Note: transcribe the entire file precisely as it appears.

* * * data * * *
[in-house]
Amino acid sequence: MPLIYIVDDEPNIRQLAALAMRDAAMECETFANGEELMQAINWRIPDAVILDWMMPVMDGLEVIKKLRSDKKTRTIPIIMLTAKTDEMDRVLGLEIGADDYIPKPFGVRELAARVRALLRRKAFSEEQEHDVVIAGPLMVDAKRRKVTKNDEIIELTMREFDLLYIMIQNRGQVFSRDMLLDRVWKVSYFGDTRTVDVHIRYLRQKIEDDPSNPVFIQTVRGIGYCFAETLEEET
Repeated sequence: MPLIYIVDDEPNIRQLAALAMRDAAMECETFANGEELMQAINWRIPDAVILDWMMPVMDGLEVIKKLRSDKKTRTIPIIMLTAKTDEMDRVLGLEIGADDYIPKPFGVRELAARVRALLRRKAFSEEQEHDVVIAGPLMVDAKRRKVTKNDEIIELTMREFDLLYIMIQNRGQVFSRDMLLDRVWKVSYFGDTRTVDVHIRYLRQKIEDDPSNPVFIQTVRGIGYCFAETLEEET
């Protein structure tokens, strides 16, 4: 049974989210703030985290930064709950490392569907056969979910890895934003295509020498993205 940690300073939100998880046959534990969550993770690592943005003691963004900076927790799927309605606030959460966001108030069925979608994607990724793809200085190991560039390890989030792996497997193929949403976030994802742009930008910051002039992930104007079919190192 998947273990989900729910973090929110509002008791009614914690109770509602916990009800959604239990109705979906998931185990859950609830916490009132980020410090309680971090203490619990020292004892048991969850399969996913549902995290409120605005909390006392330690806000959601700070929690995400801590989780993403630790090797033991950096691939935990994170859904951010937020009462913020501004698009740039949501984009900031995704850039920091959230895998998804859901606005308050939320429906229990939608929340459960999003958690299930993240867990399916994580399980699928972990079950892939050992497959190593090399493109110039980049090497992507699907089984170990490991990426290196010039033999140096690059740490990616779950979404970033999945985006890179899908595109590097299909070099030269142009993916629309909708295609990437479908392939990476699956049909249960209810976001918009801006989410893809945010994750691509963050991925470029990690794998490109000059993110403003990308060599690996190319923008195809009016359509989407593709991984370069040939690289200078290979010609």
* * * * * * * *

[in-house]
Amino acid sequence: MPLIYIVDDEPNIRQLAALAMRDAAMECETFANGEELMQAINWRIPDAVILDWMMPVMDGLEVIKKLRSDKKTRTIPIIMLTAKTDEMDRVLGLEIGADDYIPKPFGVRELAARVRALLRRKAFSEEQEHDVVIAGPLMVDAKRRKVTKNDEIIELTMREFDLLYIMIQNRGQVFSRDMLLDRVWKVSYFGDTRTVDVHIRYLRQKIEDDPSNPVFIQTVRGIGYCFAETLEEET
Repeated sequence: MPLIYIVDDEPNIRQLAALAMRDAAMECETFANGEELMQAINWRIPDAVILDWMMPVMDGLEVIKKLRSDKKTRTIPIIMLTAKTDEMDRVLGLEIGADDYIPKPFGVRELAARVRALLRRKAFSEEQEHDVVIAGPLMVDAKRRKVTKNDEIIELTMREFDLLYIMIQNRGQVFSRDMLLDRVWKVSYFGDTRTVDVHIRYLRQKIEDDPSNPVFIQTVRGIGYCFAETLEEET
């Protein structure tokens, strides 16, 4: 049974989210703030985290930064709950490392569907056969979910890895934003295509020498993205 940690300073939100998880046959534990969550993770690592943005003691963004900076927790799927309605606030959460966001108030069925979608994607990724793809200085190991560039390890989030792996497997193929949403976030994802742009930008910051002039992930104007079919190192 998947273990989900729910973090929110509002008791009614914690109770509602916990009800959604239990109705979906998931185990859950609830916490009132980020410090309680971090203490619990020292004892048991969850399969996913549902995290409120605005909390006392330690806000959601700070929690995400801590989780993403630790090797033991950096691939935990994170859904951010937020009462913020501004698009740039949501984009900031995704850039920091959230895998998804859901606005308050939320429906229990939608929340459960999003958690299930993240867990399916994580399980699928972990079950892939050992497959190593090399493109110039980049090497992507699907089984170990490991990426290196010039033999140096690059740490990616779950979404970033999945985006890179899908595109590097299909070099030269142009993916629309909708295609990437479908392939990476699956049909249960209810976001918009801006989410893809945010994750691509963050991925470029990690794998490109000059993110403003990308060599690996190319923008195809009016359509989407593709991984370069040939690289200078290979010609």